Almost 50 years after Hyatt opened its first hotel in China, the company has a solid footprint in the country. But 58 hotels with more than 19,000 rooms across seven brands in Greater China apparently isn’t enough for the global chain, and Hyatt has set its sights on further growth.
Earlier this year, Hyatt appointed Stephen Ho president of Greater China global operations, a new role within the company. In this capacity, Ho is responsible for growth and operations, talent development and owner relations throughout Greater China. Ho's interview with Forbes and other recent initiatives paint a strong picture of a company with a clear strategy to attract a lucrative demographic.
Hyatt has seven of its brands in China, and Ho told Forbes the company is focused on brands that will capture the region’s ever-strengthening business traveler. “As the fast-growing commercial classes in China travel at an accelerated rate, we have successfully expanded our Hyatt Place and Hyatt House brands, allowing us to serve more business and corporate travelers,” he said.
And with Hurun’s Chinese Luxury Traveller 2017 finding that 60 percent of China’s high-net-worth families are willing to spend more on quality accommodations, Hyatt also is focused on the luxury segment. “It’s very important we have a diversified brand presence and offerings to provide travelers with different experiences for different occasions,” he said.
Less than a month ago, Hyatt opened the Hyatt Regency Xuzhou in China’s Jiangsu Province as part of the 873-foot-tall International Finance Center, and opened the Hyatt Regency Beijing Wangjing, the first Hyatt Regency hotel in the Chinese capital.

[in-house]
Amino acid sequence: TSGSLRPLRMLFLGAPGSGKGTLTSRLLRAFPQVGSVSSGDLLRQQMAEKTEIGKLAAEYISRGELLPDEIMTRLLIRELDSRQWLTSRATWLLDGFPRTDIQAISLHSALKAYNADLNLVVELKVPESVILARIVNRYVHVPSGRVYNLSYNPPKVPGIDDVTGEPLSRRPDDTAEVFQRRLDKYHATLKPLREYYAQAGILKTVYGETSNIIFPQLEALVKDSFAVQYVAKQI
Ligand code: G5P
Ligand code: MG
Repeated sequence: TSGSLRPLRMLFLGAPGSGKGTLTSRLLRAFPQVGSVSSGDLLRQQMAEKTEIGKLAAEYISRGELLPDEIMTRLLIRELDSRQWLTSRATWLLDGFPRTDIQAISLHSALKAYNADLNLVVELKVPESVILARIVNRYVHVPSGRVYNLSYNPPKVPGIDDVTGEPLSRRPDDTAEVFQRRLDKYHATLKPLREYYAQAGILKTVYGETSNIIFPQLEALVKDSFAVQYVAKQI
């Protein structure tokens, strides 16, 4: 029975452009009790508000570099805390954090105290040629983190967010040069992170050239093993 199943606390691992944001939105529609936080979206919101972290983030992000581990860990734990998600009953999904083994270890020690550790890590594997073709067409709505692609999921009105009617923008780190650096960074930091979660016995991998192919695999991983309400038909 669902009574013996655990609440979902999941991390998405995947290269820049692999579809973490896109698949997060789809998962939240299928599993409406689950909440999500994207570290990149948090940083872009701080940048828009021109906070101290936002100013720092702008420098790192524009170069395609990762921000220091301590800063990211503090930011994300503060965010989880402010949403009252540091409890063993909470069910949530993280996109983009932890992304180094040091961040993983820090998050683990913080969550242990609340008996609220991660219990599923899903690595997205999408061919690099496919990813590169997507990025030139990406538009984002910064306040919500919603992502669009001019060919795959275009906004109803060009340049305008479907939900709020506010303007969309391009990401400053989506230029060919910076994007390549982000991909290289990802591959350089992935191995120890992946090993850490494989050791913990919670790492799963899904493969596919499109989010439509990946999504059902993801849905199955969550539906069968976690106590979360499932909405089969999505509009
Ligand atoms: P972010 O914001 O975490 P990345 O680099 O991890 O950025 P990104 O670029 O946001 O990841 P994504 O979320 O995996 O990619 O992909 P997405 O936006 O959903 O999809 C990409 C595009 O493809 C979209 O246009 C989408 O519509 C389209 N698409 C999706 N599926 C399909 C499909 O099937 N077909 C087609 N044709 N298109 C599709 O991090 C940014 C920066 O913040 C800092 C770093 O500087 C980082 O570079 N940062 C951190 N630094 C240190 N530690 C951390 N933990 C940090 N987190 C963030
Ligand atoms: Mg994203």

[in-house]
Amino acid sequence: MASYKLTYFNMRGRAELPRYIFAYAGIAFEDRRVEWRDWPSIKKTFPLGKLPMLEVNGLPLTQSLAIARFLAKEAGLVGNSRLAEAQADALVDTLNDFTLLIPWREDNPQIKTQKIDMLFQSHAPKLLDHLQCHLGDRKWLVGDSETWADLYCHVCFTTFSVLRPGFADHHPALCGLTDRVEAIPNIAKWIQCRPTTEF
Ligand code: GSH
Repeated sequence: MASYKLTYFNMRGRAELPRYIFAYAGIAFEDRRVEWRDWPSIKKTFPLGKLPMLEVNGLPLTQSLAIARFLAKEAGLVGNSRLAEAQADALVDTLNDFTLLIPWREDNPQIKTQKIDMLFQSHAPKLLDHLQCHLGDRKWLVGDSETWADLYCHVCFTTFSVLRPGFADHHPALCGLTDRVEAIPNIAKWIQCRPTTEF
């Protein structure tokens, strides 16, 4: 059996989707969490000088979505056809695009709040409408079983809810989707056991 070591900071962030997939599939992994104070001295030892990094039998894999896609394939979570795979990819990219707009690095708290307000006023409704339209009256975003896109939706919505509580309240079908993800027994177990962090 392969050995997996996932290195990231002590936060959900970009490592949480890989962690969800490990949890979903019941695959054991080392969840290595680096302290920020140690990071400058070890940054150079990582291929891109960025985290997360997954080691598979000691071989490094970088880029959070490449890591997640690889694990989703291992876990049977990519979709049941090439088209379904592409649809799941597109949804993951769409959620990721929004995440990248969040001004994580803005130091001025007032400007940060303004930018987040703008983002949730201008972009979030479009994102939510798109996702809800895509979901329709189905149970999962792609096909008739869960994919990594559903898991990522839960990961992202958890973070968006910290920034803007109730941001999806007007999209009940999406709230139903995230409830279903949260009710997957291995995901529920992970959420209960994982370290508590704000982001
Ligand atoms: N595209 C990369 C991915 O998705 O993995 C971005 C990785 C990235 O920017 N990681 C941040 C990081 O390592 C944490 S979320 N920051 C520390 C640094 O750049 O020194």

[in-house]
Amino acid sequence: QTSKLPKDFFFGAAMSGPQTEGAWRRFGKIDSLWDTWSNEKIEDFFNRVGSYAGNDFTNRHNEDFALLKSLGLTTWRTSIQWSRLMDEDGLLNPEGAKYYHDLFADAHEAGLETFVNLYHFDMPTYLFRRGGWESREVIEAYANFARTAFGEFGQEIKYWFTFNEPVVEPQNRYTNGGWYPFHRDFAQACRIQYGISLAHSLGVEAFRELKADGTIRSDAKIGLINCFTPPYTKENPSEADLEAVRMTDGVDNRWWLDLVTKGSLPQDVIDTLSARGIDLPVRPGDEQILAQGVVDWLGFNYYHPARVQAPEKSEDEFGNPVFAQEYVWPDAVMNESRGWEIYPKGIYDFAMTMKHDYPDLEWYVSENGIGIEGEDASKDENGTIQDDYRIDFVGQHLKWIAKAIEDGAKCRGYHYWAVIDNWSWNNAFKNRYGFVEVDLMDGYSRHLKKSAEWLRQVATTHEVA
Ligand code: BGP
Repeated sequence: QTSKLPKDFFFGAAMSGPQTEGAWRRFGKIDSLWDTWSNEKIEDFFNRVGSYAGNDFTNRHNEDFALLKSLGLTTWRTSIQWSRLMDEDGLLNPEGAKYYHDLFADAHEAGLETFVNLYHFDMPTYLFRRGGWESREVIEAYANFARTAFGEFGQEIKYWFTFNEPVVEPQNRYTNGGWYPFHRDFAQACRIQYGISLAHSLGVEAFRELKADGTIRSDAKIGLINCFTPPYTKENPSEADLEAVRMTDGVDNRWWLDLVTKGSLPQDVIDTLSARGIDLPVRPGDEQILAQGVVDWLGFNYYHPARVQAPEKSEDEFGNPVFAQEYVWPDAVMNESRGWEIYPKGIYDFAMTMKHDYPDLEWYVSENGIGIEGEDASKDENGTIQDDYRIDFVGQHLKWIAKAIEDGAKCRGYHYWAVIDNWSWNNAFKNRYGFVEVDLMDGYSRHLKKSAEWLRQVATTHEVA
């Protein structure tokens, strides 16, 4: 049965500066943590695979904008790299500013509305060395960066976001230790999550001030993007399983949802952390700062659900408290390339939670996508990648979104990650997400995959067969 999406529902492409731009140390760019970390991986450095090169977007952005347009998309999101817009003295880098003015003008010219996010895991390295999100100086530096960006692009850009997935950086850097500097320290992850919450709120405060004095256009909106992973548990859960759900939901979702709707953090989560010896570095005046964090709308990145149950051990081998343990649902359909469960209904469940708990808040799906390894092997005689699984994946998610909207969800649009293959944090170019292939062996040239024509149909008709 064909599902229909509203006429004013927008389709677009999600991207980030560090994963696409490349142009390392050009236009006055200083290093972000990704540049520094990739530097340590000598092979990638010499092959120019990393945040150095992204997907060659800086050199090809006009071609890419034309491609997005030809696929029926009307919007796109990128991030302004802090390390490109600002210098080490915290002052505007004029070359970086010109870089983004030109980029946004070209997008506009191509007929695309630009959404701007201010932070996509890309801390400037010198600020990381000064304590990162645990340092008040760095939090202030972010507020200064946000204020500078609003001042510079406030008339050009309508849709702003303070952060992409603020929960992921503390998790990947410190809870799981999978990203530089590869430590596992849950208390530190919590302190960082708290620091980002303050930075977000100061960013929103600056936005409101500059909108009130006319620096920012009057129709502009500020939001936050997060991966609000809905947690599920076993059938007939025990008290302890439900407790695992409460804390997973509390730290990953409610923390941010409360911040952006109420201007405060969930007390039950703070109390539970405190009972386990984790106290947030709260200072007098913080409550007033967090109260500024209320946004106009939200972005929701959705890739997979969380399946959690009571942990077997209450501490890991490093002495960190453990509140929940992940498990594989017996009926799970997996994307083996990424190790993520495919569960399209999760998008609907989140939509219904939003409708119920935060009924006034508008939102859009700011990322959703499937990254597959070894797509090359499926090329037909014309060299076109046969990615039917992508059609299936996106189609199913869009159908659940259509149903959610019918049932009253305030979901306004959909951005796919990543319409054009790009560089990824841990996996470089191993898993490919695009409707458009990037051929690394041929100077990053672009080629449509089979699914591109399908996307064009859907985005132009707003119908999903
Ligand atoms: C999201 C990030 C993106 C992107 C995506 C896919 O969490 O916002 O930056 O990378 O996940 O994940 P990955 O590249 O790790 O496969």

The company also sees opportunities for its Park Hyatt brand, and will open the Park Hyatt Shenzhen in 2019 on top of the South Tower of the Ping’An Financial Center in the center of Shenzhen’s Futian central business district, adjacent to the Convention and Exhibition Center. “There are Park Hyatt hotels in Suzhou, Nanjing and Taipei already,” Ho noted.
Acquisitions and Partnerships
These efforts aren't the only way Hyatt is gaining ground in China. The recent acquisition of Two Roads Hospitality also will help, thanks to the Alila brand, which already has resorts in Anji, Yangshuo and Wuzhen. “I would say, in particular, the Alila brand in Asia has, with a small base to start with, generated a tremendous amount of interest amongst developers in Asia—and we have a very, very strong network in Asia amongst business travelers,” said Mark Hoplamazian, president and CEO of Hyatt Hotels Corporation, during the company's Q3 earnings call earlier this month. Furthermore, he added, Alila will bring “significant additional representation” in Asian resorts to Hyatt’s portfolio.
Earlier this year, Chinese online travel agency Ctrip Group teamed with Hyatt to open its first flagship store on Ctrip’s website and mobile app. The online store allows more than 300 million Ctrip members to access Hyatt hotels in the Greater China region and will help boost the company's brand awareness among the demographic.
“The collaboration presents a win-win setting for both companies and represents a milestone in the travel industry distribution archetype,” said Ray Chen, Ctrip’s hotel business unit CEO. “The flagship store is the outcome of several months’ hard work by cross-functional teams at the two companies, including [research and development], product, marketing, legal and more, working collaboratively and quickly.”
Hyatt’s efforts to grow rapidly in China make sense. Earlier this month, Euromonitor International reported China is set to overtake France as the world’s number-one tourist destination by 2030 as a growing middle class in Asia looks to spend more on travel. The market research group predicted 1.4 billion trips made in 2018, up 5 percent from last year. By 2030, international arrivals are expected to have risen by another billion, boosted by Beijing hosting the 2022 Winter Olympic Games.
But there also could be a downside to quick growth in one market—especially one that is currently in the crosshairs of the global economy. Euromonitor warned the U.S. tourism industry could face a hit if the trade tensions between the U.S. and China escalate.